In a week when Deloitte joined other big accounting firms by admitting they had fired male partners for inappropriate sexual behaviour or bullying, it’s worth just taking a look at the following comment.
“You can’t meet someone more junior to you in a bar on a Friday evening after work and assume she or he is attracted to you [and is seeking] a one-night stand. You just can’t do it.
“Some people definitely would have to have that explained to them. So we’ve been very clear on what is acceptable in our firm.”
Fire 20 of its partners
That’s Deloitte chief executive David Sproul, amplifying his company’s admission to fire 20 of its 1,000 partners over the past five years.
It’s staggering. Not the numbers. But the comment itself. And the fact that it had to be made. And, even worse, the fact there are ‘people’ (And professionals, too!) who have to have that explained to them!
I mean, are we meant to be impressed by this sudden expression of openness and honesty by the Big Four? Really? It’s nearly 2019 for goodness sake!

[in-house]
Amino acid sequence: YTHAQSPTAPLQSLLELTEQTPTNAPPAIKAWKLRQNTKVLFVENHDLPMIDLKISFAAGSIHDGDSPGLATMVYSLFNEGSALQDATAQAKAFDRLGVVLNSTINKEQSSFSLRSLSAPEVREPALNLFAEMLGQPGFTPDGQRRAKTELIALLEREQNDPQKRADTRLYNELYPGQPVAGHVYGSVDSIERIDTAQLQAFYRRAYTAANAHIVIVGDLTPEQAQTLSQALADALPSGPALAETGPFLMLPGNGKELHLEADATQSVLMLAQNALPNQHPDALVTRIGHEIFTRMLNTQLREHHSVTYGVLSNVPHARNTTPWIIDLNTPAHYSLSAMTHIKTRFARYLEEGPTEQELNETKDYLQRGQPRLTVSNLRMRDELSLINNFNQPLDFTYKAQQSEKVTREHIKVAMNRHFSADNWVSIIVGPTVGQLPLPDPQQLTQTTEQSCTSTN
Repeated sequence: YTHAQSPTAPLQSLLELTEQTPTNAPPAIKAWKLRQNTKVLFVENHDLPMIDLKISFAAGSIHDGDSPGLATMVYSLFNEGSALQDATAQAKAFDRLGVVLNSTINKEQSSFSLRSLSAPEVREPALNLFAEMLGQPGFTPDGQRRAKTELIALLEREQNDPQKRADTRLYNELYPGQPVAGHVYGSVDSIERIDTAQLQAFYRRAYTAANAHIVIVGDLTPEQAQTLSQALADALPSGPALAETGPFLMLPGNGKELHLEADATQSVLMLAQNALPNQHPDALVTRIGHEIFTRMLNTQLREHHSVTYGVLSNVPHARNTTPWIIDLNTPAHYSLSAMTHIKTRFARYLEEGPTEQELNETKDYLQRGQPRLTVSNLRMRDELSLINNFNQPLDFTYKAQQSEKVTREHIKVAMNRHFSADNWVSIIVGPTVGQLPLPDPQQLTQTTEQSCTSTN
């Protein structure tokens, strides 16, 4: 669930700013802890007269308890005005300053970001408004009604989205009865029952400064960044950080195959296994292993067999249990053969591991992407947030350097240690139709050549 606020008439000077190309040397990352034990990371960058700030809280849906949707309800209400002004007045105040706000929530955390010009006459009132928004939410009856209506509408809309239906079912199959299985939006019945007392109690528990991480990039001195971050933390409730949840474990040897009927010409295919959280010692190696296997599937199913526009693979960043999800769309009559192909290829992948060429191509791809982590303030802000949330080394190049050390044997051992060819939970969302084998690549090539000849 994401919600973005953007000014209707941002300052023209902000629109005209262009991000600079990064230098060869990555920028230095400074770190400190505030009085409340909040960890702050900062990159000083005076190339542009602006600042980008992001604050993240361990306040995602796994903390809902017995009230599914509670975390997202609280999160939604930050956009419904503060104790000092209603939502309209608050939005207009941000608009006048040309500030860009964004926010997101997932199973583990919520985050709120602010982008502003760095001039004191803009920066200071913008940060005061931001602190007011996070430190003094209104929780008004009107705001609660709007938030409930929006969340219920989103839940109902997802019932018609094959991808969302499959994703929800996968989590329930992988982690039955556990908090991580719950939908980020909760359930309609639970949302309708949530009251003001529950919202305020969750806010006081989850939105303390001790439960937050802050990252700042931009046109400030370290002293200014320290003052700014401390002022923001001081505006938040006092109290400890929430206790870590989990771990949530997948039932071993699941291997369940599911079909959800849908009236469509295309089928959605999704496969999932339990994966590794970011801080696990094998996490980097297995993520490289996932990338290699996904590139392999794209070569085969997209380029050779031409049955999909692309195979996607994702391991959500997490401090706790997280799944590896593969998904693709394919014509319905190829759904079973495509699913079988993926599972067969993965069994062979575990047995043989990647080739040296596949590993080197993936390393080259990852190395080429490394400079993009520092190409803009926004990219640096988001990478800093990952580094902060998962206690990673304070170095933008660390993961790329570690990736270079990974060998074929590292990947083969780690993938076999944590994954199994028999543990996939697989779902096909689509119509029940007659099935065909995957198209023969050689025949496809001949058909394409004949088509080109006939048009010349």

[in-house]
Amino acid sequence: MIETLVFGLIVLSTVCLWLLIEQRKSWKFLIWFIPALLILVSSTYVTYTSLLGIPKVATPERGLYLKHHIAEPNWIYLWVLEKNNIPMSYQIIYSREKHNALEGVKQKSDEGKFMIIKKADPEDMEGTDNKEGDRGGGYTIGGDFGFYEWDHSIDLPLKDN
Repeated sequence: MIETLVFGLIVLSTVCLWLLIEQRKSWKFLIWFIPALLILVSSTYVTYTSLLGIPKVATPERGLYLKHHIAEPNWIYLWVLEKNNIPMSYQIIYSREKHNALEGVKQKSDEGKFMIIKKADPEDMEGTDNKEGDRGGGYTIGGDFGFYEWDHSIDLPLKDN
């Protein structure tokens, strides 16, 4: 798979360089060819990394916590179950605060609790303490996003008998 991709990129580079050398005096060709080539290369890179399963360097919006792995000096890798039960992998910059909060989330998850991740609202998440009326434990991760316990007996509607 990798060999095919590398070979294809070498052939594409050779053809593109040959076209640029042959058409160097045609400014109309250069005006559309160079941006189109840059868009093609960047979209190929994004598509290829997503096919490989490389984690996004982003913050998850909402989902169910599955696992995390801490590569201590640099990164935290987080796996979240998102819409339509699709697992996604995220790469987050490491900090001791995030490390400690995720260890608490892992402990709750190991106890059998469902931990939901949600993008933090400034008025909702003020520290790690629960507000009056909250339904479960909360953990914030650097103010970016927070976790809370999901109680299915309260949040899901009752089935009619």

A few more facts
Anyway, rant over. Back to a few more facts on this story…
EY dispatched five UK partners because of inappropriate behaviour, including sexual harassment and bullying. That’s out of 681 in the past four years.
Next up was KPMG. Seven of its 635 UK partners left in similar circumstances over that period.
Moving on to PwC… five out of 915. And BDO: one out of nearly 200.
Apparently, Deloitte introduced anti-harassment and discrimination training plus helplines a while back. The #MeToo movement on social media has also highlighted misconduct and other tawdry behaviour in business and politics.
Quite why the big accountancy firms have decided to open up on this now, though, is slightly odd.
Maybe the wider business community will follow. Though I wouldn’t hold your breath, especially when you add those pesky shareholders into the equation…